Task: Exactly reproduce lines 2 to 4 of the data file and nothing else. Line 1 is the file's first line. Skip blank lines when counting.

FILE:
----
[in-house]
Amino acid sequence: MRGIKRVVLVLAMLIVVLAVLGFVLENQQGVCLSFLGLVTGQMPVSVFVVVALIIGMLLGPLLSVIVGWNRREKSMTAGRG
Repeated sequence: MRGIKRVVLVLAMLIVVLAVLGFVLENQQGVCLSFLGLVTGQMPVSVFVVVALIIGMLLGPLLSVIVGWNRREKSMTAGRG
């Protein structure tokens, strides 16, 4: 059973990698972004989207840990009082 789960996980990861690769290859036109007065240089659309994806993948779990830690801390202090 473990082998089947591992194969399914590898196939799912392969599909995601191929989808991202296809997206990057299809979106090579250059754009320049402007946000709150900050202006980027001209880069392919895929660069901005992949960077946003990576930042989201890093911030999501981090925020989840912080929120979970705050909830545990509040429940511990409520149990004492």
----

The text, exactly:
Amino acid sequence: MRGIKRVVLVLAMLIVVLAVLGFVLENQQGVCLSFLGLVTGQMPVSVFVVVALIIGMLLGPLLSVIVGWNRREKSMTAGRG
Repeated sequence: MRGIKRVVLVLAMLIVVLAVLGFVLENQQGVCLSFLGLVTGQMPVSVFVVVALIIGMLLGPLLSVIVGWNRREKSMTAGRG
């Protein structure tokens, strides 16, 4: 059973990698972004989207840990009082 789960996980990861690769290859036109007065240089659309994806993948779990830690801390202090 473990082998089947591992194969399914590898196939799912392969599909995601191929989808991202296809997206990057299809979106090579250059754009320049402007946000709150900050202006980027001209880069392919895929660069901005992949960077946003990576930042989201890093911030999501981090925020989840912080929120979970705050909830545990509040429940511990409520149990004492």